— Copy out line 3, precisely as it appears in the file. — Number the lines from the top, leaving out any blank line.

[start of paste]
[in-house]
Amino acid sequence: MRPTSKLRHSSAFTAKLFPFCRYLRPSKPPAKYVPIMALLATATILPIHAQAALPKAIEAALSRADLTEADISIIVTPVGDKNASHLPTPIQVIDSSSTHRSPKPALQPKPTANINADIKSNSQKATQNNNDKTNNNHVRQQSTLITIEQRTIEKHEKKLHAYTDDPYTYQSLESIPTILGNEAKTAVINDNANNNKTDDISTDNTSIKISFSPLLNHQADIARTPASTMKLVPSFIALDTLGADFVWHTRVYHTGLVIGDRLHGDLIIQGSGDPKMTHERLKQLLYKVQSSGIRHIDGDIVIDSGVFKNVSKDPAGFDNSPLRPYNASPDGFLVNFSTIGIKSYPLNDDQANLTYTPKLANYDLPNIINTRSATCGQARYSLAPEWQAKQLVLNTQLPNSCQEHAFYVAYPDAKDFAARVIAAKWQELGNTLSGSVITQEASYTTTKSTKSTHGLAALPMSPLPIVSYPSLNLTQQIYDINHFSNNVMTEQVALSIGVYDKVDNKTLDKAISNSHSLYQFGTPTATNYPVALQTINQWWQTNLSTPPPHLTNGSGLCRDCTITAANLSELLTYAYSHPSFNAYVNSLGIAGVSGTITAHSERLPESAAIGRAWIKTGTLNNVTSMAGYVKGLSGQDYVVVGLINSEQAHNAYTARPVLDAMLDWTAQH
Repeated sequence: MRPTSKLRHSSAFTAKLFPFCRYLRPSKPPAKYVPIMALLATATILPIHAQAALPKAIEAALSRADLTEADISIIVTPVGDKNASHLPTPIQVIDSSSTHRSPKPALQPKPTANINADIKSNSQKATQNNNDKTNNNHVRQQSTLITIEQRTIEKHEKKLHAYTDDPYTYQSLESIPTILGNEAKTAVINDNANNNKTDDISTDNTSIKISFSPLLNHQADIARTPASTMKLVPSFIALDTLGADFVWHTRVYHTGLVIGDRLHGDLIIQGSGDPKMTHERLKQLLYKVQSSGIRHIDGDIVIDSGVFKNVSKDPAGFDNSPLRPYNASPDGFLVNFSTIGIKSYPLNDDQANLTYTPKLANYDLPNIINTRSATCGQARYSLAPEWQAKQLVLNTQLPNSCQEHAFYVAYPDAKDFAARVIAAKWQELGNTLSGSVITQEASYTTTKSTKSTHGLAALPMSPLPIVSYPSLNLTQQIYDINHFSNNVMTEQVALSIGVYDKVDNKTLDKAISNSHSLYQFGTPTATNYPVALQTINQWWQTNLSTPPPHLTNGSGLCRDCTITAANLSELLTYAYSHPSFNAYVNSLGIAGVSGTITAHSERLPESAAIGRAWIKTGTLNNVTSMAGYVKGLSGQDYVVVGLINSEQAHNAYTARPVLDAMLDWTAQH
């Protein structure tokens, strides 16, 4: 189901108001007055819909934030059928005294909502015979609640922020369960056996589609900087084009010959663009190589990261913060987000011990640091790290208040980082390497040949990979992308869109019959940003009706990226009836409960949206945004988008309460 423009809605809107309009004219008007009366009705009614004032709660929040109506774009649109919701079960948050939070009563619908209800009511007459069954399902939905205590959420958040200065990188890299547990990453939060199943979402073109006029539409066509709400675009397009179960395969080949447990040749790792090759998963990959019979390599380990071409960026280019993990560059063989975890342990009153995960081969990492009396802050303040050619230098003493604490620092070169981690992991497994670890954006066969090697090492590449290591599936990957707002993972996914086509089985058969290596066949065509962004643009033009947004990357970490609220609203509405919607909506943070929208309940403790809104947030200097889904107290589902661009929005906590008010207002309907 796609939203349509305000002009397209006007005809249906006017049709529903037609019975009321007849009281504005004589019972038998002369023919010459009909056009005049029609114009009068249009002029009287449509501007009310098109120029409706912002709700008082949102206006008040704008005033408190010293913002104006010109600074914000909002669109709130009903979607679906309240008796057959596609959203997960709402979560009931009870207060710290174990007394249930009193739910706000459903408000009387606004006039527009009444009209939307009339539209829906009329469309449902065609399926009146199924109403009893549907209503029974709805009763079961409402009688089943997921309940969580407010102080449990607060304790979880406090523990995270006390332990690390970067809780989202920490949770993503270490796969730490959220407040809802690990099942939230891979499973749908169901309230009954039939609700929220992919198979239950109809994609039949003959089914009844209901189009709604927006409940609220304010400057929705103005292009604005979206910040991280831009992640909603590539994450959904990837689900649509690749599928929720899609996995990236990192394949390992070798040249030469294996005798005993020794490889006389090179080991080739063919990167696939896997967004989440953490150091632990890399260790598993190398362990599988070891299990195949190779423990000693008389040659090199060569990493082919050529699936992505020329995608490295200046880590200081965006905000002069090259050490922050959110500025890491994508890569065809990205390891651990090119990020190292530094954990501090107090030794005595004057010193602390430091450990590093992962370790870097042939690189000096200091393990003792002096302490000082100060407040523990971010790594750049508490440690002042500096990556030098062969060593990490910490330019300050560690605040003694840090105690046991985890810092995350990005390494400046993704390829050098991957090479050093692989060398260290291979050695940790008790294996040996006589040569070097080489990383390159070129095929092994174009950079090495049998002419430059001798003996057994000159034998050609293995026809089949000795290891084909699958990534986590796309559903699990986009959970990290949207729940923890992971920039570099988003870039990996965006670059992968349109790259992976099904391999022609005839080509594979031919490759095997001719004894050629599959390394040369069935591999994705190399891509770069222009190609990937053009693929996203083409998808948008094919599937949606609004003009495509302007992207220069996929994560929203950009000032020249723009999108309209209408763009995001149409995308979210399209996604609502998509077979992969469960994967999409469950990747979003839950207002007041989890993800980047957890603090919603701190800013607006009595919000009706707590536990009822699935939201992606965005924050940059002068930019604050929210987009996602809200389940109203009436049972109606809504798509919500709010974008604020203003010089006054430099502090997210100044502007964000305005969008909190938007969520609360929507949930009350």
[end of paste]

Repeated sequence: MRPTSKLRHSSAFTAKLFPFCRYLRPSKPPAKYVPIMALLATATILPIHAQAALPKAIEAALSRADLTEADISIIVTPVGDKNASHLPTPIQVIDSSSTHRSPKPALQPKPTANINADIKSNSQKATQNNNDKTNNNHVRQQSTLITIEQRTIEKHEKKLHAYTDDPYTYQSLESIPTILGNEAKTAVINDNANNNKTDDISTDNTSIKISFSPLLNHQADIARTPASTMKLVPSFIALDTLGADFVWHTRVYHTGLVIGDRLHGDLIIQGSGDPKMTHERLKQLLYKVQSSGIRHIDGDIVIDSGVFKNVSKDPAGFDNSPLRPYNASPDGFLVNFSTIGIKSYPLNDDQANLTYTPKLANYDLPNIINTRSATCGQARYSLAPEWQAKQLVLNTQLPNSCQEHAFYVAYPDAKDFAARVIAAKWQELGNTLSGSVITQEASYTTTKSTKSTHGLAALPMSPLPIVSYPSLNLTQQIYDINHFSNNVMTEQVALSIGVYDKVDNKTLDKAISNSHSLYQFGTPTATNYPVALQTINQWWQTNLSTPPPHLTNGSGLCRDCTITAANLSELLTYAYSHPSFNAYVNSLGIAGVSGTITAHSERLPESAAIGRAWIKTGTLNNVTSMAGYVKGLSGQDYVVVGLINSEQAHNAYTARPVLDAMLDWTAQH